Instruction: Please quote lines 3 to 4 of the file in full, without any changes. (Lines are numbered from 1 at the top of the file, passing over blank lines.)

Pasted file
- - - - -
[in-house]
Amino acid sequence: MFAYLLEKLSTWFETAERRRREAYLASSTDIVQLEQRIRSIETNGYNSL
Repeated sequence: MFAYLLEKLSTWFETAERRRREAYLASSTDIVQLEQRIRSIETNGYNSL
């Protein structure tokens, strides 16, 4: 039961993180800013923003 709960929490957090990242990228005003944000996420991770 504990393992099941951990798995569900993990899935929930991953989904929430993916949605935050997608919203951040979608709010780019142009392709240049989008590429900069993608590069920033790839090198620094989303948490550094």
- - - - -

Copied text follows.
Repeated sequence: MFAYLLEKLSTWFETAERRRREAYLASSTDIVQLEQRIRSIETNGYNSL
């Protein structure tokens, strides 16, 4: 039961993180800013923003 709960929490957090990242990228005003944000996420991770 504990393992099941951990798995569900993990899935929930991953989904929430993916949605935050997608919203951040979608709010780019142009392709240049989008590429900069993608590069920033790839090198620094989303948490550094």